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Vegan meat replacements to make up 60% of global market by 2040

More vegan meat products are now being offered at UK supermarkets. Photo: Richard B Levine/SIPA USA/PA Images

Vegan meat replacements are set to overtake real meat products by 2040, according to new research.

A report by consultancy firm AT Kearney based on interviews with industry experts predicts 60% of the “meat” products Brits consume in 2040 will be plant-based replacements or cultured alternatives.

According to AT Kearney, this change is likely to be driven by concerns about the environmental impact of meat production and animal welfare.

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The livestock industry is now “viewed by many as an unnecessary evil”, the report’s authors stated.

They predicted: “With the advantages of novel vegan meat replacements and cultured meat over conventionally produced meat, it is only a matter of time before they capture a substantial market share.”

They broke down the numbers surrounding livestock and their impact on harvest production, stating nearly half of the worldwide harvest is required to feed the livestock population and that twice as many humans could be fed if they consumed the harvest directly.

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The report predicted 35% of all meat will be cultured – produced by in-vitro cultivation of animal cells, instead of from slaughtered animals – in just over two decades, while a quarter will become vegan replacements.

In light of this, a survey of 2,000 shoppers by app Ubamarket found Brits spend £25 per week on vegetarian and vegan products, totalling £1.3bn a year.

Over a third (36%) of meat-eaters – representing 19 million Brits – are already buying vegetarian and vegan specialist products.

READ MORE: Brits spent over £1.3bn on vegan and vegetarian products in 2018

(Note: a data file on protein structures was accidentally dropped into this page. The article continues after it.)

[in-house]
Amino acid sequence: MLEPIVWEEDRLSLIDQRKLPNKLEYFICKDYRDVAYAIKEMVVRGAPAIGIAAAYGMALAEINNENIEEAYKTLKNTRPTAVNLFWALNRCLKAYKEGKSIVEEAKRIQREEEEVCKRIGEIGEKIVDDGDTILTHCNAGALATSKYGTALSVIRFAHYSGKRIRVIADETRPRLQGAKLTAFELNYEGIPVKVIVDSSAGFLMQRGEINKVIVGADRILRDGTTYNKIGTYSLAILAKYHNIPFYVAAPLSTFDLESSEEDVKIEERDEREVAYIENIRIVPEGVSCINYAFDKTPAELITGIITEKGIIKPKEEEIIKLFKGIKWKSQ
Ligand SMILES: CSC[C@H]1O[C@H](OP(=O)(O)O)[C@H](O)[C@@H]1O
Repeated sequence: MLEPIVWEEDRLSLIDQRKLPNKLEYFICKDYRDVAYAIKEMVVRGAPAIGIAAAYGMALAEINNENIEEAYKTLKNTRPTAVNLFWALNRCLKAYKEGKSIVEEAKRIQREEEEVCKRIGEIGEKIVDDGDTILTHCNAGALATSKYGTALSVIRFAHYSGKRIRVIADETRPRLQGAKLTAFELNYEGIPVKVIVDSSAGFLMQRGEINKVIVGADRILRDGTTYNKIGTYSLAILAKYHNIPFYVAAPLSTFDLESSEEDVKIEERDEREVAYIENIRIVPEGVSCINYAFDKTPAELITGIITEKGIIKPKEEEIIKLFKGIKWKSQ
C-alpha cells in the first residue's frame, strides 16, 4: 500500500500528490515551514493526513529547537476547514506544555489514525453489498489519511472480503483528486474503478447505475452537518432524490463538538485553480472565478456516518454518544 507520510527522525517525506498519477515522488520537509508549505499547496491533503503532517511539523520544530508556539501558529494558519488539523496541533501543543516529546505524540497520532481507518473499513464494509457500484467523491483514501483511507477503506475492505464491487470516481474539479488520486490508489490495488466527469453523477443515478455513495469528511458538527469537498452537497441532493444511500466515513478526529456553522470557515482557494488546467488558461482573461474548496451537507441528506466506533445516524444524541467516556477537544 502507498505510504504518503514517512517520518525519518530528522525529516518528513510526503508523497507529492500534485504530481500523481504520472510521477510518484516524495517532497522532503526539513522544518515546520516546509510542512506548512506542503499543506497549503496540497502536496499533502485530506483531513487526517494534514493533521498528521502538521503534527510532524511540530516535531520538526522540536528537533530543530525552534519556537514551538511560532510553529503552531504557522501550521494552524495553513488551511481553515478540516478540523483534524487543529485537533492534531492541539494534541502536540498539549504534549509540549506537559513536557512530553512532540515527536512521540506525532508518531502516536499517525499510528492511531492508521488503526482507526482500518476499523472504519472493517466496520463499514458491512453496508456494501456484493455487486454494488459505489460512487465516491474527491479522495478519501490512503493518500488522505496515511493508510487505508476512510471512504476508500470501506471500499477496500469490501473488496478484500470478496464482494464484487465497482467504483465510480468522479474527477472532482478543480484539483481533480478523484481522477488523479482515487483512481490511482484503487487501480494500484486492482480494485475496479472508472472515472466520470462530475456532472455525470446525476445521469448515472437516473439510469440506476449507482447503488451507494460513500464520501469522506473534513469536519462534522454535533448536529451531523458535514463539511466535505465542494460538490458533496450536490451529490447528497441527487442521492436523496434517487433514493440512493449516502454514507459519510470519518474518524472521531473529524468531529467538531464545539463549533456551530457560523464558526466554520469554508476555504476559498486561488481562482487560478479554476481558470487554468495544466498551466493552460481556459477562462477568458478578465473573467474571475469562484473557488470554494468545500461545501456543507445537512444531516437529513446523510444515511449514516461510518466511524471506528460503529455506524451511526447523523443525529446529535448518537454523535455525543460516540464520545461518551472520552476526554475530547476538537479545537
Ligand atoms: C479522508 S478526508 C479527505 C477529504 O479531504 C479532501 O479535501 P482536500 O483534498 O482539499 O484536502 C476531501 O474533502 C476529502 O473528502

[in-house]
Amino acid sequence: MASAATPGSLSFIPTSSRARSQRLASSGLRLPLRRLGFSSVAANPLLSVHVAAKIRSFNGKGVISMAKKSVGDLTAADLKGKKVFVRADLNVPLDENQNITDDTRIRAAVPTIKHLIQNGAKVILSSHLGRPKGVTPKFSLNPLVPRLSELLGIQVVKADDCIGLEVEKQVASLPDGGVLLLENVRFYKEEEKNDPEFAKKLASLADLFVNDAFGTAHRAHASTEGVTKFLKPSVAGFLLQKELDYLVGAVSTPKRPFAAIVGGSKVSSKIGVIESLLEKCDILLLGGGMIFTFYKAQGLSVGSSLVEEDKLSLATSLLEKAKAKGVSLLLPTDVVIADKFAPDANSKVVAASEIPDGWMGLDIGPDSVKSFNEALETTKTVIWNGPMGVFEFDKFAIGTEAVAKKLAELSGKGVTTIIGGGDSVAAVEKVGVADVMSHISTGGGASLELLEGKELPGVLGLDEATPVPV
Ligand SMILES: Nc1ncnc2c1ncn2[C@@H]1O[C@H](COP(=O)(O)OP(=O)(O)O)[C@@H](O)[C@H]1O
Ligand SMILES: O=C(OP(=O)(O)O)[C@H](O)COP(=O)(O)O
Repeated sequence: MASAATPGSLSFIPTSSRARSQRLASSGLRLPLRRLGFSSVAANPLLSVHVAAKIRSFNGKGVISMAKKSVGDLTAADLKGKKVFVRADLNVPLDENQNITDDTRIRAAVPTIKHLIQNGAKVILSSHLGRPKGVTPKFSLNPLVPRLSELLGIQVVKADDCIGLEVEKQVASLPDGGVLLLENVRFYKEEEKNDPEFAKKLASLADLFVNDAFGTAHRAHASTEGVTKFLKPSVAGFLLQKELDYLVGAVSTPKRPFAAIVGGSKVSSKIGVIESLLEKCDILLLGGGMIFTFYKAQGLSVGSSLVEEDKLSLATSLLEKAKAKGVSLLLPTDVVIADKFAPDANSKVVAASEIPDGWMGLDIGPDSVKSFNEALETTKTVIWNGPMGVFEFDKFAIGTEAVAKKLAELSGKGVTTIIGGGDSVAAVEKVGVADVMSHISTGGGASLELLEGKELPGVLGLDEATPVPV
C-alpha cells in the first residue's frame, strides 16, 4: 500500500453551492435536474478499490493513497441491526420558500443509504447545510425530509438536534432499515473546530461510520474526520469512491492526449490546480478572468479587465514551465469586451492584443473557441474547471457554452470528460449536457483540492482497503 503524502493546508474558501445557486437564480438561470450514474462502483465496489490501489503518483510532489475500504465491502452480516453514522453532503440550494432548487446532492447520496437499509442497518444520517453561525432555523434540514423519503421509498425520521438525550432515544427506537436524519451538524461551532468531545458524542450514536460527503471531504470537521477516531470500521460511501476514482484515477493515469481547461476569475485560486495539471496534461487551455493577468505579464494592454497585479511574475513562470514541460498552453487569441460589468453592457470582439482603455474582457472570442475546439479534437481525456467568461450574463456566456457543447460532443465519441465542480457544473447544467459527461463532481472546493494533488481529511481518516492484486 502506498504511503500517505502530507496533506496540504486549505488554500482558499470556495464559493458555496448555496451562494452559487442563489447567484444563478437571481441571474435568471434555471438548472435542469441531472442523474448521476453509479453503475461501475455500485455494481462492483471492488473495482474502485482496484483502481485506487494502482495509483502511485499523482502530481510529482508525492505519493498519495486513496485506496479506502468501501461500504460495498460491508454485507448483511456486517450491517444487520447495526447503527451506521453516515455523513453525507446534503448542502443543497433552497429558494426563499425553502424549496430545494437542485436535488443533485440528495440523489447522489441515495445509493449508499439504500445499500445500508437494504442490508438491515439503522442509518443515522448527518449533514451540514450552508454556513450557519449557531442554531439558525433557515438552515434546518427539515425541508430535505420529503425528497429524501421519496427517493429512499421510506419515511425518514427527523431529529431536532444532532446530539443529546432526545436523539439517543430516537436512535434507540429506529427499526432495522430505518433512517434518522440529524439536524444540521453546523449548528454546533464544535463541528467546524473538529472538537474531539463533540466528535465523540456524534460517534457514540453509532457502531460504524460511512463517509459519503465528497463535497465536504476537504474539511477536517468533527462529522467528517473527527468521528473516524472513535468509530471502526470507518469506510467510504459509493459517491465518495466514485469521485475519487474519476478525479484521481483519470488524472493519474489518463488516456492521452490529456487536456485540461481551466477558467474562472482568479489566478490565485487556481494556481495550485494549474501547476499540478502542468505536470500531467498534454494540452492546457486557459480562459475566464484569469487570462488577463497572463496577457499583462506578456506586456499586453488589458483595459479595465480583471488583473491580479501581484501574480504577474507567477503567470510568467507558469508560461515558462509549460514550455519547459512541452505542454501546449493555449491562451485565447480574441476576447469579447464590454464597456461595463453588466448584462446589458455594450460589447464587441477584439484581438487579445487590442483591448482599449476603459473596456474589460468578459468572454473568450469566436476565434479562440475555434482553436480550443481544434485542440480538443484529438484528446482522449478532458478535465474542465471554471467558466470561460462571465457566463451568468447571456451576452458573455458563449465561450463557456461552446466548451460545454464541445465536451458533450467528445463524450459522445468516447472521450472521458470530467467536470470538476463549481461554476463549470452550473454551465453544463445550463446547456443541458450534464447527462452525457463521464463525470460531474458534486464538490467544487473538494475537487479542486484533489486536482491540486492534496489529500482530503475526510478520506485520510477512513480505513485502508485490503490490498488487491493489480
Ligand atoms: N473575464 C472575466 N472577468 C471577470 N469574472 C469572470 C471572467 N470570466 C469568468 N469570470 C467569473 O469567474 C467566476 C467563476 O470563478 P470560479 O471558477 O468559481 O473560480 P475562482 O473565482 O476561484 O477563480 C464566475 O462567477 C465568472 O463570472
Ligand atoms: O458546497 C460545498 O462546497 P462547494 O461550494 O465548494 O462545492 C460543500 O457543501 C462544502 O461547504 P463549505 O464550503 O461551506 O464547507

And 32% – 16.72 million – are trying to eat less meat, for reasons ranging from health to the environmental impact, while 31% – 16 million – are eating more meat-free meals than ever.

This is in part a result of charity campaigns such as Veganuary, with a quarter (26%) of Brits saying these trends have shaped their shopping habits.

But a quarter of shoppers – 13 million Brits – find supermarket layouts make shopping for meat-free products difficult, according to the survey.

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Recent changes in eating habits has meant that supermarkets had to adapt their in-store offering to changing consumer demand.

As well as seeing an increased amount of vegan and vegetarian selections across the country, supermarkets like Tesco have announced plans to start selling vegan options in meat aisles to promote sustainability.

The research shows shoppers find it difficult to locate speciality items in-store, leading to frustration and confusion, and that meat-free diets may be welcomed into the mainstream faster by supermarkets incorporating products into the general layout of a store rather than relegating them to a few shelves in the corner.

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Will Broome, CEO of Ubamarket, said: “The ever-increasing popularity of living meat-free lifestyles shows supermarkets should adapt to the increase in demand for vegetarian and vegan products.

“The importance of having systems in place that grant freedom for shoppers to make their own dietary decisions has never been more apparent.

“With more convenient store layouts and a smoother shopping format, consumers will be able to subscribe to alternative diets with ease.”